We're at the end of an era. After 5 years, the 14-inch Razer Blade is being retired, meaning it's time to say goodbye to what has been one of the lightest, slimmest gaming laptops available. In its place, gamers can say hello to the new 15.6-inch Blade, which Razer is calling the smallest gaming system in its class. Starting at $1,899, the new notebook has lots of goodies crammed into its larger, but still relatively slim chassis.
Razer's been making some bold moves with its designs as of late. It started with the 13-inch Blade Stealth being made available in black and Gunmetal Gray. The new Blade is still made from black CNC aluminum, but Razer got rid of the rounded curves of the previous laptops for a more boxy shape. The company also ditched the pair of lines flanking the glowing green Razer emblem (that's still there).
Measuring 14 x 9.3 x 0.68-inches and weighing 4.6 pounds, the Blade is notably larger than its predecessor (4.2 pounds and 13.6 x 9.3 x 0.7 inches). But it's also slimmer and lighter than a lot of its current competition, including the Asus Zephyrus ROG M GM501 (5.5 pounds, 15.1 x 10.3 x 0.7~0.8 inches), HP Omen 15 (5.7 pounds, 15.3 x 10.9 x 1 inches) and Alienware 15 R3 (7.4 pounds, 15.3 x 12 x 1 inches).
Razer Blade 15 Specs
From the looks of its spec list, the Blade is going to be a lean, mean gaming and multitasking machine. The $1,899 base model will ship with a six-core, 8th Gen 2.2-GHz Intel Core i7-8750H processor, 16GB of RAM, a 256GB PCIe SSD, a Nvidia GeForce GTX 1060 Max-Q GPU with 6GB of VRAM and a 1920 x 1080 (60Hz) display.
If you have deep pockets, you might want to consider the $2,899 model, which bumps the storage, GPU, VRAM and display up to a 512GB PCIe SSD, GTX 1070 GTX Max-Q GPU with 8GB of VRAM and a 4K touchscreen, respectively.
Honestly, I would prefer a full GPU option along with the Max-Q selection, but in the pursuit of slimness, I can be happy with what Razer's offering.
The 14-inch variant of the Blade is gone and with it goes those unsightly thick bezels. Razer has shaved the bezels down to 0.19 inches along the sides, allowing the company to squeeze a 15.6-inch panel into a 14-inch chassis. And despite the near bezel-less design, Razer managed to fit a webcam in the top bezel, something competitors should note.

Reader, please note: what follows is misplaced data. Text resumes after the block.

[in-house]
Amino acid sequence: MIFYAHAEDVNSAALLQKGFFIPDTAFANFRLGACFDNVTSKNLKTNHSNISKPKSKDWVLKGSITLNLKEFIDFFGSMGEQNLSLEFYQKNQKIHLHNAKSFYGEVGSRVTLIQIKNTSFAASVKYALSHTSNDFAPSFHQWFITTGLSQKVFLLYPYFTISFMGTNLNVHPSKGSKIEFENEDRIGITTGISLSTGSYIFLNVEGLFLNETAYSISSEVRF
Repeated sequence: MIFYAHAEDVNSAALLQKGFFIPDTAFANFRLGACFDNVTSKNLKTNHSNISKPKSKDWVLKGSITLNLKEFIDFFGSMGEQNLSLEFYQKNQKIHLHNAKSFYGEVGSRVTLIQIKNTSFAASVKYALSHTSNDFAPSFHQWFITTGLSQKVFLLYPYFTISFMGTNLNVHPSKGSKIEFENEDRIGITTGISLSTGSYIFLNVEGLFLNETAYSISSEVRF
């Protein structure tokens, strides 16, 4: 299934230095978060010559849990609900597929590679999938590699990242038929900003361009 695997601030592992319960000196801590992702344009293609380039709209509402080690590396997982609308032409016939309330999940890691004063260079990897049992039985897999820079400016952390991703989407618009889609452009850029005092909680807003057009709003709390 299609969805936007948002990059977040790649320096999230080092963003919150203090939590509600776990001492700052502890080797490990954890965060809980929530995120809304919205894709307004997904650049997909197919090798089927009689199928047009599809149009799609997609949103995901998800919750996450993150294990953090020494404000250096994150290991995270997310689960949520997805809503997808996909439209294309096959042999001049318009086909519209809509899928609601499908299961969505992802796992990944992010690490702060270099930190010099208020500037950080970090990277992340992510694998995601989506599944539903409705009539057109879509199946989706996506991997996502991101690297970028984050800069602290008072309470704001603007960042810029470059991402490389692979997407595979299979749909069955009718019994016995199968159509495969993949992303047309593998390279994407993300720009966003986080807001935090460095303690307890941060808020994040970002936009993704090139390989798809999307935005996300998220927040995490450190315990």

The Blade is available with several screen variants and refresh rates: Full HD with 60Hz, Full HD with 144Hz and a 4K touch panel with 60Hz. The 144Hz, 1080p screen and 4K panels will be individually color calibrated before they leave the factory. The 4K display on the demo version of the Blade seemed both bright and vivid, but I'm going to reserve judgement until I can test it with our own colorimeter and light meter.
Keyboard and Touchpad
This just wouldn't be a Blade without the island-style Chroma keyboard glittering at every keystroke. And just like any other Razer product, you can customize the colors, effects and brightness in the Razer Synapse control panel. And in case you have to spam in multiple attacks, the anti-ghosting keyboard will register all of your keystrokes.
And in another sign of change, Razer is swapping out the two discrete mouse buttons in favor of a massive precision touchpad. The new touchpad should deliver more accurate gestures and swipes.
A bigger chassis translates into a bigger battery -- 80Wh to be exact. Razer didn't share estimated battery life, but the company did mention that it is adding a couple of new power management options to its Synapse control panel. Stay tuned for the full review to see how the Blade survives our battery test.
The 14-inch Razer Blade had a great run. When it debuted back in 2013, it totally changed what we thought a gaming laptop should be. A company that was known for making mice and keyboards was suddenly the trendsetters when it came to gaming laptops that were impossibly slim and powerful. But all good things come to an end and now it's time for Razer to explore a bigger challenge. And from what I've seen so far, the 15-inch Blade is a great new start and a welcome addition to the Blade family.
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Sherri L. Smith has been cranking out product reviews for Laptopmag.com since 2011. In that time, she's reviewed more than her share of laptops, tablets, smartphones and everything in between. The resident gamer and audio junkie, Sherri was previously a managing editor for Black Web 2.0 and contributed to BET.Com and Popgadget.